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Of course we would all love to know of the fate of the Universe, just as we'd love to know if God exists. If we expect science to provide the answers though, we may have to be very patient - and literally wait for eternity. Alas professional cosmologists cannot afford to wait that long. For that reason the word `cosmologist' should be expunged from the scientific dictionary and returned to the priesthood where it properly belongs.

I'm not suggesting that cosmology itself should be abandoned. Mostly by accident it has made some fascinating, if faltering progress over the centuries. And if we are patient and build our instruments to explore the Universe in all the crevices of parameter space, new clues will surely come to hand, as they have in the past, largely by accident. But we should not spend too many of our astronomical resources in trying to answer grandiose questions which may, in all probability, be unanswerable. For instance we must not build the Next Generation Space Telescope as if it was solely a cosmological machine. We should only do that if we are confident of converging on ``the truth''. If we build it to look through many windows we may yet find the surprising clues which lead us off on a new path along the way.

Above all we must not overclaim for this fascinating subject which, it can be argued, is not a proper science at all. Rutherford for instance said ``Don't let me hear anyone use the word `Universe' in my department''. Shouldn't we scientists be saying something like this to the general public:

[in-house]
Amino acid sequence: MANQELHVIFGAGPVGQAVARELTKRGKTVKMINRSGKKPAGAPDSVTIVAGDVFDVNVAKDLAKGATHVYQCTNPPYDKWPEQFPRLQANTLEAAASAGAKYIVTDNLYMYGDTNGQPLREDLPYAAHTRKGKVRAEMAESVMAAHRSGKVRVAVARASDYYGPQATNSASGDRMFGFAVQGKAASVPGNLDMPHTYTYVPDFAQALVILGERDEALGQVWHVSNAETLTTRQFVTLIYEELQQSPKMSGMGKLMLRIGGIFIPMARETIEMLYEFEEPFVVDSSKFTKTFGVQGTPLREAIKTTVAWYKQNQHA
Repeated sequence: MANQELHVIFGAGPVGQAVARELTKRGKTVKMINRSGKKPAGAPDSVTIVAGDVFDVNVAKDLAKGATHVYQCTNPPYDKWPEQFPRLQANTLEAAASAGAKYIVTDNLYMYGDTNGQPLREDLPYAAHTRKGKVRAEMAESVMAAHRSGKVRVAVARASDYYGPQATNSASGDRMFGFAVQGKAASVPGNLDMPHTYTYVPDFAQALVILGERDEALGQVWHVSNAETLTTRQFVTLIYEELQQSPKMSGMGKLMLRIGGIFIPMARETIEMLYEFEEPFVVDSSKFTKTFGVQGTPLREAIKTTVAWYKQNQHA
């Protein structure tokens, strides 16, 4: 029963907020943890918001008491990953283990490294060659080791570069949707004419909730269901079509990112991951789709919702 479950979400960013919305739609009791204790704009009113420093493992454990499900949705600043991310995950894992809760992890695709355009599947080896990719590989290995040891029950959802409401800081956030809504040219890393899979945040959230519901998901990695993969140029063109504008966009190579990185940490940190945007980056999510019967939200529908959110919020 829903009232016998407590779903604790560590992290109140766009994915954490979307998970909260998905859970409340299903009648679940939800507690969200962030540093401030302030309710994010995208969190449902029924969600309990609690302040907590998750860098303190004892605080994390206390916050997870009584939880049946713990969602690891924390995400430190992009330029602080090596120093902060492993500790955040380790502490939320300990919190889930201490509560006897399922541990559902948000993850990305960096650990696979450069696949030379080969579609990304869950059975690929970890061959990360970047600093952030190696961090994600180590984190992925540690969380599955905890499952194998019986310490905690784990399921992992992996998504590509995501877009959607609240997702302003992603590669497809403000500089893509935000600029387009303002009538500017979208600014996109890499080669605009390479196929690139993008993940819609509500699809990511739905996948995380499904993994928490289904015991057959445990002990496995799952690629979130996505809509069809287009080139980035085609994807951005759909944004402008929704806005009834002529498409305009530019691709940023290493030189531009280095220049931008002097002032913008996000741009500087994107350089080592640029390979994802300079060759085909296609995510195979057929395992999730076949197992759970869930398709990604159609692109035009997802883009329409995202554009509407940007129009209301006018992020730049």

``It is not likely that we primates gazing through bits of glass for a century or two will dissemble the architecture and history of infinity. But if we don't try we won't get anywhere. Therefore we professionals do the best we can to fit the odd clues we have into some kind of plausible story. That is how science works, and that is the spirit in which our cosmological speculations should be treated. Don't be impressed by our complex machines or our arcane mathematics. They have been used to build plausible cosmic stories before - which we had to discard afterwards in the face of improving evidence. The likelihood must be that such revisions will have to occur again and again and again.''

I apologise for such a highly opinionated attack, but it does appear to me that the pendulum has swung much too far the other way. Surely the `burden of proof' ought to rest squarely on the proponents of what will always be a fascinating but suspect subject.

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